Car-buy­ing tips to drive home

Pilbara News - - Pilbara Lifestyle - Gwyn­neth Hay­wood

Con­sumer Pro­tec­tion has con­cerns about the value of add-ons be­ing sold to peo­ple buy­ing ve­hi­cles in WA.

There’s been an in­crease in com­plaints about the ex­tras sold at the point of sale such as ex­tended war­ranties, rust­proof­ing, paint and fab­ric pro­tec­tion, and win­dow tint­ing.

Costs may be rolled into a fi­nance deal, which can be very costly in the long run when you are pay­ing in­ter­est on the to­tal amount ow­ing.

Be­fore agree­ing to after-sales prod­ucts, make your­self aware of the gen­eral mar­ket price for the items of­fered. You might also ask your­self why the man­u­fac­turer is not pro­vid­ing cer­tain after-sales prod­ucts with their ve­hi­cle.

In most cases, the an­swer is the man­u­fac­turer does not be­lieve the ve­hi­cle re­quires these ad­di­tions.

In our ex­pe­ri­ence, con­sumers often sign up to buy things that will only add cost, will not in­crease the value of the car, and may not de­liver what they think it might.

It is im­por­tant to re­mem­ber you do not have to buy things such as win­dow tint, seat fab­ric pro­tec­tion, body paint pro­tec­tion or rust pre­ven­ter at the time you buy a ve­hi­cle. In some cases we have heard of elec­tronic rust de­vices still be­ing sold de­spite these de­vices be­ing found to have no ef­fect.

After-mar­ket prod­ucts can be bought at a later date if needed.

An­other con­sid­er­a­tion is whether adding cer­tain items not rec­om­mended by the man­u­fac­turer can jeop­ar­dise the war­ranty.

Se­ri­ously con­sider the value of an ex­tended war­ranty be­ing of­fered. It is likely the pro­tec­tions are al­ready avail­able to you free un­der the Aus­tralian Con­sumer Law. With new ve­hi­cles, the nor­mal man­u­fac­turer’s war­ranty com­bined with ACL cover is usu­ally more than suf­fi­cient.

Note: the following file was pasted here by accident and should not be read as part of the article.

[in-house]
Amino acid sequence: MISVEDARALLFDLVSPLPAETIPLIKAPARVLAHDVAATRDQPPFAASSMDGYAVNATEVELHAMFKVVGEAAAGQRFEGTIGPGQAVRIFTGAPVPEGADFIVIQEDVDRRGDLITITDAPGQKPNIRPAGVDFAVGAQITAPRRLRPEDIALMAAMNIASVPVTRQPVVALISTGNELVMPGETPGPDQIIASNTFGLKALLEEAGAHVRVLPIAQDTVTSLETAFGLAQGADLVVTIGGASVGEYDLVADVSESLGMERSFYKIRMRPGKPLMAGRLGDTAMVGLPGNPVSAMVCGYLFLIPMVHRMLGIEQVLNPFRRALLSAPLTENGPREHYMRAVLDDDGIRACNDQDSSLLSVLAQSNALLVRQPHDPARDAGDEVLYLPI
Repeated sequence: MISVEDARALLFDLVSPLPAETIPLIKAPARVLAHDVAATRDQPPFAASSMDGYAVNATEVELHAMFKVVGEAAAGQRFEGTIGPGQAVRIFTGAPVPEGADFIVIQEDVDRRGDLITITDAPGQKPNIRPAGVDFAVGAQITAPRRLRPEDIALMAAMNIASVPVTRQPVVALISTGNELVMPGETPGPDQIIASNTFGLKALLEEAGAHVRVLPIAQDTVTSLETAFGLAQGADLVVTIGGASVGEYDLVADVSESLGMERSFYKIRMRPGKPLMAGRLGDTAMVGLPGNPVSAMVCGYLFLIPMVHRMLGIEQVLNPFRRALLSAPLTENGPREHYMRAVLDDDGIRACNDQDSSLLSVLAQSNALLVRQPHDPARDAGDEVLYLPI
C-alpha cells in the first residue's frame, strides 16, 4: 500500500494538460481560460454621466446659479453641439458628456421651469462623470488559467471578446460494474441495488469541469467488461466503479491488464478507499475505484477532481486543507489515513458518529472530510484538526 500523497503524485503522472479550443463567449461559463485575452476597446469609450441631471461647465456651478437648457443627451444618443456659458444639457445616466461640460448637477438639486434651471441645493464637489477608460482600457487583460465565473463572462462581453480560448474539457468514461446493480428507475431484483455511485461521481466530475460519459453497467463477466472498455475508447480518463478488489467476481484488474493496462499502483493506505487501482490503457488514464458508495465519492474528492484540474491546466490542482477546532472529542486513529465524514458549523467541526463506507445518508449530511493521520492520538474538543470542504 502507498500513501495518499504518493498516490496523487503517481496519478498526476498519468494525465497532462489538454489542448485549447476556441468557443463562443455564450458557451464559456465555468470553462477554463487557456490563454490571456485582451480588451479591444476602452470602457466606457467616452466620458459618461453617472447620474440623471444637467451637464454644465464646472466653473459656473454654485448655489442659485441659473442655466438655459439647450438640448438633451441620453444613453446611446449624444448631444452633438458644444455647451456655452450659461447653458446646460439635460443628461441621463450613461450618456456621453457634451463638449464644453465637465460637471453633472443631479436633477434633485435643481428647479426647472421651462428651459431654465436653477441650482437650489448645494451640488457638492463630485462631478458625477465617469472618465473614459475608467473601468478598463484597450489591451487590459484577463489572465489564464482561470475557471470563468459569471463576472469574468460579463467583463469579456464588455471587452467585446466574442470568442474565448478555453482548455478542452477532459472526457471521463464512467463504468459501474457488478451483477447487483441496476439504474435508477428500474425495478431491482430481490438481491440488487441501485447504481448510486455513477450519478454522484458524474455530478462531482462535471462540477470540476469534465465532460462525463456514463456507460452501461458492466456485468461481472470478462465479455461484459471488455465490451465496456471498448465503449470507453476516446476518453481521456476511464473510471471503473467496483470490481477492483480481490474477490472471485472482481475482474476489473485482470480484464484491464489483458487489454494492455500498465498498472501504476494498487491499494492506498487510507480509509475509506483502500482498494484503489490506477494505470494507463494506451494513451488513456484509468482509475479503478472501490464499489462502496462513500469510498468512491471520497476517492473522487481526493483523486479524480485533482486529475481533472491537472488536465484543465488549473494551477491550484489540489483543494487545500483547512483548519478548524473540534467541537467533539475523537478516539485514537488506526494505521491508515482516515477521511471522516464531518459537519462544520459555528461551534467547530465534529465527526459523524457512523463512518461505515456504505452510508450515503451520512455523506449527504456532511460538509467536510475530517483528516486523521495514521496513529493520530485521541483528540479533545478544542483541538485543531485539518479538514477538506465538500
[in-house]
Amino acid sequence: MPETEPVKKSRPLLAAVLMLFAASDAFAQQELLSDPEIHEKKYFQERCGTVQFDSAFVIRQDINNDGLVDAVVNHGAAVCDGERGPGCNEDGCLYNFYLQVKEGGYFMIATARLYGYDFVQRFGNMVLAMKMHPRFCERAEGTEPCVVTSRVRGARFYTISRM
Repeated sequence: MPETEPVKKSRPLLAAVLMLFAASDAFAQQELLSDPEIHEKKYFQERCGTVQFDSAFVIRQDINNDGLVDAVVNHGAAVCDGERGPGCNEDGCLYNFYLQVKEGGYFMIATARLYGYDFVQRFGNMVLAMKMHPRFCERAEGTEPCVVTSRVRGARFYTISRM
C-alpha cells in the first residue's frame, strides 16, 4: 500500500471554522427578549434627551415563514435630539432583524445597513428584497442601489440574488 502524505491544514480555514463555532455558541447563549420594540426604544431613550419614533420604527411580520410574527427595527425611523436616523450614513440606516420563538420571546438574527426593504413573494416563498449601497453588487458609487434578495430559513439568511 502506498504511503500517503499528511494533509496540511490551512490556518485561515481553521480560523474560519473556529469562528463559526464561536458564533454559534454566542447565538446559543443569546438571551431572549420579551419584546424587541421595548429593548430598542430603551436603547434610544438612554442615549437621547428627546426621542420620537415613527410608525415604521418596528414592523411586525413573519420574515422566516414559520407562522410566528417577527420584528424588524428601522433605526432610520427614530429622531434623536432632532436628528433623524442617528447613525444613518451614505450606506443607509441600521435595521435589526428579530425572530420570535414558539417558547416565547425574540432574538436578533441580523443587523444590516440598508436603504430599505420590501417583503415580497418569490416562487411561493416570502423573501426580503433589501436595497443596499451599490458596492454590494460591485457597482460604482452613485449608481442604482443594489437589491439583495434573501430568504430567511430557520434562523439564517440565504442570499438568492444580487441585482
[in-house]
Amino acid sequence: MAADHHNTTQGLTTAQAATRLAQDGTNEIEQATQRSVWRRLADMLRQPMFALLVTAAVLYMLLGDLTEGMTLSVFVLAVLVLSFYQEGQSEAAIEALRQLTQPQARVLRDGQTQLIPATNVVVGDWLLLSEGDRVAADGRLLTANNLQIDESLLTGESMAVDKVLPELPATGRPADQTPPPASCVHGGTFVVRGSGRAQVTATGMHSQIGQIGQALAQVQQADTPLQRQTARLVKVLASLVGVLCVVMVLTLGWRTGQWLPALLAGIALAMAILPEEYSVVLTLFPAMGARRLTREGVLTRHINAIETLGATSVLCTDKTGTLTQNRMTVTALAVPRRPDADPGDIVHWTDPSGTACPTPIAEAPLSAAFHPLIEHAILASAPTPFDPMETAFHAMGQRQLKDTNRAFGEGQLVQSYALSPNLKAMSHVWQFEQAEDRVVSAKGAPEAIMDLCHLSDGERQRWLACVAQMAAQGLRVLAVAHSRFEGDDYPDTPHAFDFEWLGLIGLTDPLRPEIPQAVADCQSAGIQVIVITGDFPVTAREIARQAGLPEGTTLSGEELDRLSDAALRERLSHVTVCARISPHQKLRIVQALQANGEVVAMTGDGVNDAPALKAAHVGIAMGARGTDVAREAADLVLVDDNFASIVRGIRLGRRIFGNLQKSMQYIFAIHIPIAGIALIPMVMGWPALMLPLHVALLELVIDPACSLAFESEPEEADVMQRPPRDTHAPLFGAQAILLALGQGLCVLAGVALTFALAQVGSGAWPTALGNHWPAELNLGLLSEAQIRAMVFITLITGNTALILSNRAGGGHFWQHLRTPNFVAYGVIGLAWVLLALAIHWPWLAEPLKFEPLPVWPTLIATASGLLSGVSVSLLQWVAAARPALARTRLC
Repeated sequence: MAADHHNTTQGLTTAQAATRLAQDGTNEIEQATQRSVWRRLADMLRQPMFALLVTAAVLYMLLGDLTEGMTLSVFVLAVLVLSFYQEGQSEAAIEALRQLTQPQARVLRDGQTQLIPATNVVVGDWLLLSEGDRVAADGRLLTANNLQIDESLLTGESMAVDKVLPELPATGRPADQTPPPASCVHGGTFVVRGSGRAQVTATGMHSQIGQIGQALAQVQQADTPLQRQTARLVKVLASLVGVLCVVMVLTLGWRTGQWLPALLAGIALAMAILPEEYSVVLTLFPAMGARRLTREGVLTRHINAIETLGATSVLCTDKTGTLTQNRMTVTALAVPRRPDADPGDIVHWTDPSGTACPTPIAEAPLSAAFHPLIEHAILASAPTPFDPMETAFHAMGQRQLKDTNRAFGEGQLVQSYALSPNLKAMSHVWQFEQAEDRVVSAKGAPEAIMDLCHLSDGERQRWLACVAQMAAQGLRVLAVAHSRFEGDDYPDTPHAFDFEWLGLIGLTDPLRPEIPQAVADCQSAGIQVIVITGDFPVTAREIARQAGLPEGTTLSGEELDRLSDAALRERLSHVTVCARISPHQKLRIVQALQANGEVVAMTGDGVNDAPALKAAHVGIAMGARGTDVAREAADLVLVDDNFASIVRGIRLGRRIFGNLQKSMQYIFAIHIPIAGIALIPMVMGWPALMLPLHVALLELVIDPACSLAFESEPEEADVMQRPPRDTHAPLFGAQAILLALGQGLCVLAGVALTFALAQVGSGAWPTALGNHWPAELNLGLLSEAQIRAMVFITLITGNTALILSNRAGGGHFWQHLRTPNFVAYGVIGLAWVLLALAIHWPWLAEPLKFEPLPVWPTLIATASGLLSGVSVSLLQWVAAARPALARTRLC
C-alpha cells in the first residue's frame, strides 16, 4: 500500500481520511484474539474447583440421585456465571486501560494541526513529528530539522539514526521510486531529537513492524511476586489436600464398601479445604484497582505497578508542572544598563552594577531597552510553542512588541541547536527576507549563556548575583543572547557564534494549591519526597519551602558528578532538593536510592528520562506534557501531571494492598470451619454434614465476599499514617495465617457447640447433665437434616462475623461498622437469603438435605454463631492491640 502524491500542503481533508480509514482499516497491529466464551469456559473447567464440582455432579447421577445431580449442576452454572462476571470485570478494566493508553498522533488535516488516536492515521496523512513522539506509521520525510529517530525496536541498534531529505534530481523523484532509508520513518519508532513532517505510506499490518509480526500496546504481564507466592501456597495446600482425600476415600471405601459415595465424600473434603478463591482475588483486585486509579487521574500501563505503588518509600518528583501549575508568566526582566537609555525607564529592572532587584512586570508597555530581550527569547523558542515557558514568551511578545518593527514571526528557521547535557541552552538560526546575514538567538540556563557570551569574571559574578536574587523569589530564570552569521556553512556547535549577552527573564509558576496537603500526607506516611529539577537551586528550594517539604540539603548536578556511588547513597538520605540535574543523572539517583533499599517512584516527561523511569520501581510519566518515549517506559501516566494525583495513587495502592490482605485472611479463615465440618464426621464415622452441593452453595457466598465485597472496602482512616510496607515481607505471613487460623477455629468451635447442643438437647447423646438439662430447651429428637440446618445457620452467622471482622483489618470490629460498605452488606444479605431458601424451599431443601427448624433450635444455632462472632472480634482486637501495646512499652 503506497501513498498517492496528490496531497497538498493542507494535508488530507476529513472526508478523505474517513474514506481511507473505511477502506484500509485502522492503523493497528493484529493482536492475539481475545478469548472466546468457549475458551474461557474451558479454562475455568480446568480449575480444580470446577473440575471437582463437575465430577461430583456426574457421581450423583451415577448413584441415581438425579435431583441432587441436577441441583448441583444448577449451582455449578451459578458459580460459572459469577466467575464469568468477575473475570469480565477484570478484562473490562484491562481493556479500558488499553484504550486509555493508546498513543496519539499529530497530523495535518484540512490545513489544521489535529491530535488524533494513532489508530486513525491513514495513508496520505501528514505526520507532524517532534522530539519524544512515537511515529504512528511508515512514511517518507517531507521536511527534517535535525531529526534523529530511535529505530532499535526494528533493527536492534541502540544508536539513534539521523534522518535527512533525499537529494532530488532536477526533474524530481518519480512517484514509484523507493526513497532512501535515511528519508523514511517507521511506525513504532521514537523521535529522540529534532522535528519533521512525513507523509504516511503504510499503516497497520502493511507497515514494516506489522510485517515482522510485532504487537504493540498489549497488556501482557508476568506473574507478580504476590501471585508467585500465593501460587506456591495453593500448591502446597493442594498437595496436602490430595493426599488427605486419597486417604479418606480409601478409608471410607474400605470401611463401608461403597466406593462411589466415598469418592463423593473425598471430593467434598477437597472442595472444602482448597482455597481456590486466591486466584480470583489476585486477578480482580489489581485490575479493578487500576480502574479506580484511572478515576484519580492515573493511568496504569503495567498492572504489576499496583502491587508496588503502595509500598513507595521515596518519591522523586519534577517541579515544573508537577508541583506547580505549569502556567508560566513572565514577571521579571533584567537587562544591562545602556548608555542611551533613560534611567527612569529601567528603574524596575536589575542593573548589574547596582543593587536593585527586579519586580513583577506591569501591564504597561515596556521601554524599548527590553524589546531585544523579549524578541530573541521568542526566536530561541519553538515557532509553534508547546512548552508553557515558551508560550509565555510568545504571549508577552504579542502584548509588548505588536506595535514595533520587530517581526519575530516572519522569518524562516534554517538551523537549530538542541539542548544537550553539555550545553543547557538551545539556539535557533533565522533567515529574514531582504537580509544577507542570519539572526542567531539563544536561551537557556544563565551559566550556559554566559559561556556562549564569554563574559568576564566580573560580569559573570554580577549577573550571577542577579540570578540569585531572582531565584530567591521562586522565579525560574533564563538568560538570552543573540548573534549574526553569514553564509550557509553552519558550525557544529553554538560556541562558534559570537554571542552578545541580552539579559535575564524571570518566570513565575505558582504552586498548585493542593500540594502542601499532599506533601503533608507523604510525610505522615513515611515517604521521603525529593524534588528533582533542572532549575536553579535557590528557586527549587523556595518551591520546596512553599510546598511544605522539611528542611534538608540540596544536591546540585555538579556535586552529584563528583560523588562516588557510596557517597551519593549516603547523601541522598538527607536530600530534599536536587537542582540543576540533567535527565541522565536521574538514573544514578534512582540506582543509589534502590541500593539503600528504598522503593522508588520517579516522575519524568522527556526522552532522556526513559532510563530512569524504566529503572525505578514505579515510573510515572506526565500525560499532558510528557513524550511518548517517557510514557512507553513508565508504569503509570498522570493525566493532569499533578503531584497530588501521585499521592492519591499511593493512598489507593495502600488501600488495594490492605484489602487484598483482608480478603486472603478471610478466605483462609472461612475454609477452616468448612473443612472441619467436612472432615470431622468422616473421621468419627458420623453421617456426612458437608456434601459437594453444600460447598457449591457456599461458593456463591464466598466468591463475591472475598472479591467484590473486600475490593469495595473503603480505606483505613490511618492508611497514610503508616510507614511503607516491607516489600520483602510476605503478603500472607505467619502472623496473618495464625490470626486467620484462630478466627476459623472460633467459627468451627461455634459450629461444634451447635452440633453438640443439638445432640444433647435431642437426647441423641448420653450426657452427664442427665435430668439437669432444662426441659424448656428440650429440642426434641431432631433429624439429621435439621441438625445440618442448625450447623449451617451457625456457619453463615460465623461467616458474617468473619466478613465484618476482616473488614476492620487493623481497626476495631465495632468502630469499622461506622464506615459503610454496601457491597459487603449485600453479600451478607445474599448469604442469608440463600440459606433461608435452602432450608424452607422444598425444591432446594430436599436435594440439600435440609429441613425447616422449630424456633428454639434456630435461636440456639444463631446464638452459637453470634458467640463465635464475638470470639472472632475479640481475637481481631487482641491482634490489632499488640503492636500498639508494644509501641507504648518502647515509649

Be mind­ful some ex­tended war­ranties of­fered for sale have re­stric­tions and con­di­tions you must com­ply with. For ex­am­ple, ex­tended war­ranties often re­quire spe­cific ser­vic­ing sched­ules that must be car­ried out by an au­tho­rised deal­er­ship or agent, leav­ing you with­out the choice of ser­vic­ing the ve­hi­cle else­where for less money.

Car deal­ers may of­fer what ap­pears to be a good fi­nance deal but you should do some loan com­par­isons be­fore set­tling.

We also rec­om­mend you get mul­ti­ple quotes be­fore ac­cept­ing any in­sur­ance of­fered. A re­cent Aus­tralian Se­cu­ri­ties and In­vest­ments Com­mis­sion re­view found the in­sur­ance add-on mar­ket­place was fail­ing con­sumers, with pre­mi­ums paid and com­mis­sion for car deal­ers well in ex­cess of the pay­outs for pol­i­cy­hold­ers.

Car buy­ers need to re­sist high pres­sure tac­tics and say “no” to ex­pen­sive, poor-value, com­plex in­sur­ance poli­cies in re­la­tion to their credit or poli­cies to cover items such as tyres and rims.

Ques­tion the value of the add-ons of­fered and con­sider if they are re­ally needed.

Re­mem­ber that “ex­tras” added to the orig­i­nal price of the ve­hi­cle add to the fi­nanc­ing costs and stamp duty paid on the to­tal cost.

Shop around for the best in­ter­est rate for car loans.

Think twice about any in­sur­ance pol­icy of­fered, read the fine print and get other quotes.

Gen­eral in­for­ma­tion about buy­ing cars is avail­able on the Con­sumer Pro­tec­tion web­site com­­tor ve­hi­cles, and in­quiries can be made by email­ing con­sumer@ com­ or by call­ing 1300 30 40 54.

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